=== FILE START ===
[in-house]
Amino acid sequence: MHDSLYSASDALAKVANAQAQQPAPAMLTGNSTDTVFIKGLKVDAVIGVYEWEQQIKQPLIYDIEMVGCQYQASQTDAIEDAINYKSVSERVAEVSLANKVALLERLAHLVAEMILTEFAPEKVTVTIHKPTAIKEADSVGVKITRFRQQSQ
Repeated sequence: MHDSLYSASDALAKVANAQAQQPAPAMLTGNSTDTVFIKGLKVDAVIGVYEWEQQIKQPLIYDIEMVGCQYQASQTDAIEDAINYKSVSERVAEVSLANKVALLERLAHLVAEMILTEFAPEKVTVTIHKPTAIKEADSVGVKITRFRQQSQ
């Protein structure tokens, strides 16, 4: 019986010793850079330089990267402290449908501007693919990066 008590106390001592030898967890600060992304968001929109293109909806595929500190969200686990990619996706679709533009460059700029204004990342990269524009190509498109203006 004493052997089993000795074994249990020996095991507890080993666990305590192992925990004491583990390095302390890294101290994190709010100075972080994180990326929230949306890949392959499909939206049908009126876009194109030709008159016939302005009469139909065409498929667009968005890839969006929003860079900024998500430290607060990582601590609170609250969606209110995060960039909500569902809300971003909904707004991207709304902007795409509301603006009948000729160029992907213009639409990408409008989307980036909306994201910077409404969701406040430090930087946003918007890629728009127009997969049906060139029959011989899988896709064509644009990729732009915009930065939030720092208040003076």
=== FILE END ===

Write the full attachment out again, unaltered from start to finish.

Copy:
[in-house]
Amino acid sequence: MHDSLYSASDALAKVANAQAQQPAPAMLTGNSTDTVFIKGLKVDAVIGVYEWEQQIKQPLIYDIEMVGCQYQASQTDAIEDAINYKSVSERVAEVSLANKVALLERLAHLVAEMILTEFAPEKVTVTIHKPTAIKEADSVGVKITRFRQQSQ
Repeated sequence: MHDSLYSASDALAKVANAQAQQPAPAMLTGNSTDTVFIKGLKVDAVIGVYEWEQQIKQPLIYDIEMVGCQYQASQTDAIEDAINYKSVSERVAEVSLANKVALLERLAHLVAEMILTEFAPEKVTVTIHKPTAIKEADSVGVKITRFRQQSQ
């Protein structure tokens, strides 16, 4: 019986010793850079330089990267402290449908501007693919990066 008590106390001592030898967890600060992304968001929109293109909806595929500190969200686990990619996706679709533009460059700029204004990342990269524009190509498109203006 004493052997089993000795074994249990020996095991507890080993666990305590192992925990004491583990390095302390890294101290994190709010100075972080994180990326929230949306890949392959499909939206049908009126876009194109030709008159016939302005009469139909065409498929667009968005890839969006929003860079900024998500430290607060990582601590609170609250969606209110995060960039909500569902809300971003909904707004991207709304902007795409509301603006009948000729160029992907213009639409990408409008989307980036909306994201910077409404969701406040430090930087946003918007890629728009127009997969049906060139029959011989899988896709064509644009990729732009915009930065939030720092208040003076």